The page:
Frequently Asked Employment Law Questions
What is Employment At Will?
Florida is an employment at-will state. This means that if you do not have an employment agreement that specifies the terms, conditions and duration of employment, your employer can terminate your employment at any time for any reason as long as that reason is not illegal. Similarly, you can resign from your employment at any time for any reason.
What are illegal reasons for terminating employment?
If an employer falls within the jurisdiction of federal, state or local discrimination laws, employers cannot terminate employment based on an individual’s race, color, national origin, age, sex, religion, disability or genetic information or your complaints of harassment based on a protected characteristic. Additionally, employers cannot terminate employment based on an employee’s attempt to file a workers’ compensation claim, complaints about payment of minimum wage or overtime or complaints about illegal activity.
What Employers fall within the Discrimination and Harassment Laws?
Federal law protects employees of private employers that employ fifteen or more based on the individual’s race, color, national origin, sex (including pregnancy), religion, disability or genetic information or your complaints of harassment based on a protected characteristic. Federal law protects against age (40 or over) discrimination or harassment for those private employers employing at least 20 employees. State of Florida law protects against race, color, national origin, sex, age, religion and disability discrimination and harassment for those employers employing at least 15 employees. Additionally, some municipalities, including the City of Tampa, protect individuals of employers that employ five or more employees. Federal law also protects employees from race discrimination or harassment regardless of the size of the employer.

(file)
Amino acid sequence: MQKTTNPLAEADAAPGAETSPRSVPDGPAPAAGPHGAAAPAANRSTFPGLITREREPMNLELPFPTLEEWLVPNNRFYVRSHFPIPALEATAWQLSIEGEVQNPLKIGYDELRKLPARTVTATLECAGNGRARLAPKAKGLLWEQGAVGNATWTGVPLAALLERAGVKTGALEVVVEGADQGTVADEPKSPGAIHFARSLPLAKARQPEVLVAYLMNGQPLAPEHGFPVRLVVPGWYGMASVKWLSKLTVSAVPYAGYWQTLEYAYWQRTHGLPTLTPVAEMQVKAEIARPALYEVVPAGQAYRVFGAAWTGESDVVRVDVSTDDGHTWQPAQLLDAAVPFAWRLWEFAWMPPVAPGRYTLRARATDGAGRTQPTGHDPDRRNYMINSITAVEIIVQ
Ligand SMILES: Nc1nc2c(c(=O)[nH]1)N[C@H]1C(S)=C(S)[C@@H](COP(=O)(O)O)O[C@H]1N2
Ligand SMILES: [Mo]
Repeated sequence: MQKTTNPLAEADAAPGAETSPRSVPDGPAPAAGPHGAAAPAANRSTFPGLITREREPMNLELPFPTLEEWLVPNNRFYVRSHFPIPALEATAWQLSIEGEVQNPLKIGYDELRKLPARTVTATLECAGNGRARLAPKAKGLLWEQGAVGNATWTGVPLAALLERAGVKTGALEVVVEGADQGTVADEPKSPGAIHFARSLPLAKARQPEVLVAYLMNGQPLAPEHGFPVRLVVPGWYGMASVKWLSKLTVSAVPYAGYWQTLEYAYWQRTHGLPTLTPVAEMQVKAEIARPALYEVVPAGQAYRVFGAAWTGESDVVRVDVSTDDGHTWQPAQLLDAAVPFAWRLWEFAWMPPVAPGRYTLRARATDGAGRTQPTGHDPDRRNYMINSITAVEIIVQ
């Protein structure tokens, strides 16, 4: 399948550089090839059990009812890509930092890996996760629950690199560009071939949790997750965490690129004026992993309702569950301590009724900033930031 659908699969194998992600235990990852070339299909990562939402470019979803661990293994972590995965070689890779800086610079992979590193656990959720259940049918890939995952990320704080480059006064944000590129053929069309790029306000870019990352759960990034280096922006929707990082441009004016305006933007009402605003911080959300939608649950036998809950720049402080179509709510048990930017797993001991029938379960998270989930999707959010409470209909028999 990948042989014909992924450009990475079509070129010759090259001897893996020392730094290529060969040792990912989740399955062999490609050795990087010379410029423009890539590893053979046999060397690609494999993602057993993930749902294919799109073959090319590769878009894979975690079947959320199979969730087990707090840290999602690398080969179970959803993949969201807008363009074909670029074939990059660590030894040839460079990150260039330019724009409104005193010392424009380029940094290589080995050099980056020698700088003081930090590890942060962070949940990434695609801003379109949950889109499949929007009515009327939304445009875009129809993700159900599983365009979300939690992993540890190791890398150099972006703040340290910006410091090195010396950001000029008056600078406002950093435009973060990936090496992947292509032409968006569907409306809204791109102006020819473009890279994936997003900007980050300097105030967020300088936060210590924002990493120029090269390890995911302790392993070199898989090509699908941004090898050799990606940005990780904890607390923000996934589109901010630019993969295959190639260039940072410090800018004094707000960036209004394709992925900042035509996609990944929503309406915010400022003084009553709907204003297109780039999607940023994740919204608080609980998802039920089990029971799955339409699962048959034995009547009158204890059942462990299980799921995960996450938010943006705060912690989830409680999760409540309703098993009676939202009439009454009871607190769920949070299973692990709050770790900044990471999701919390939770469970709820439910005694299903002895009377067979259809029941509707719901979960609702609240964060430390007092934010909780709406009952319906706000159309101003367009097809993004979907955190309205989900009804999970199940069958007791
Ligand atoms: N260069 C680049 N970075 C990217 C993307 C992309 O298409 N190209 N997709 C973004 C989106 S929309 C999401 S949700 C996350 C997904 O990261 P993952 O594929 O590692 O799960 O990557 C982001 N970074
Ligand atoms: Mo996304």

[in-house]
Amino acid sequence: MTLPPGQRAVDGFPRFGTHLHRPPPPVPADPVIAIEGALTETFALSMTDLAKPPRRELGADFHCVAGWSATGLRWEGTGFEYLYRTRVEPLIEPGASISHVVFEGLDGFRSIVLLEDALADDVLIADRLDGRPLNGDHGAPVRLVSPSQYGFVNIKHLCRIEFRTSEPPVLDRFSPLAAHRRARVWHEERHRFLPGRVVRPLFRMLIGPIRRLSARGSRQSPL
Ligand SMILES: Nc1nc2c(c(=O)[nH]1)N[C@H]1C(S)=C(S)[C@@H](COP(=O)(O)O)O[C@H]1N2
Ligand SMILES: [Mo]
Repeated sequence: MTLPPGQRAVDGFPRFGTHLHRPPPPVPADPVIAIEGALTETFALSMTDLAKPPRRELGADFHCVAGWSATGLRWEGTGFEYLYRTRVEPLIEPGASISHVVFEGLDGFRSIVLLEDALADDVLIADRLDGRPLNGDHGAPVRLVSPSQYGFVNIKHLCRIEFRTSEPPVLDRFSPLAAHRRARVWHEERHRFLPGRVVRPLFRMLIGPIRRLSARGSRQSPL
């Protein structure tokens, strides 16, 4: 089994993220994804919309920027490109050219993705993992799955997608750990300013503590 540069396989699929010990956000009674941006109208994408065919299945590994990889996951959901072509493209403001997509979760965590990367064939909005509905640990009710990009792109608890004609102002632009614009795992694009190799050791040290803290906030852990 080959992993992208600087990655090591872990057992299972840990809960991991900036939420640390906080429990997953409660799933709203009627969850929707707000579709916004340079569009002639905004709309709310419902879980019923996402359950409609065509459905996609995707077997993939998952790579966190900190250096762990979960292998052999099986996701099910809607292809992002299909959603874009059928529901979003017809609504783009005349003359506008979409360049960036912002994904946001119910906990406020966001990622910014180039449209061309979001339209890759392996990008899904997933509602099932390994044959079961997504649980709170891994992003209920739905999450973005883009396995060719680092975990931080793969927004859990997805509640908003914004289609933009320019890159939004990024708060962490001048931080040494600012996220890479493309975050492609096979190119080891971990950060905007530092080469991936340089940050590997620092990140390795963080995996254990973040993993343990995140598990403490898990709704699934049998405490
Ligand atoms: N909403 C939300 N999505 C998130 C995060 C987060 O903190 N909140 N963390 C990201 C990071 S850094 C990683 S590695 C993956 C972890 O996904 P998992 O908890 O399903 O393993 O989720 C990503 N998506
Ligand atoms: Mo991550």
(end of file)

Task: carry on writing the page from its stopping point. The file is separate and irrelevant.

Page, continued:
When Should I Contact a Lawyer?
As soon as you experience an issue at work, whether it is harassment, reduction of hours, disparate treatment or termination from employment, you should contact an attorney to better understand your rights. There statutes of limitation that prohibit you from bringing your case to court if you do not protect your rights.
How long can you estimate my employment law case will last?
The answer to this question depends on the type of case that is brought. If you have a discrimination or harassment case, in most cases a charge must first be filed with the Equal Employment Opportunity Commission, the Florida Commission on Human Relations and/or a local agency. The investigation of the charge can last at the minimum of 180 days but could last as long as year or more. Once a case is filed in civil court, absent early resolution, the case could last a year or more.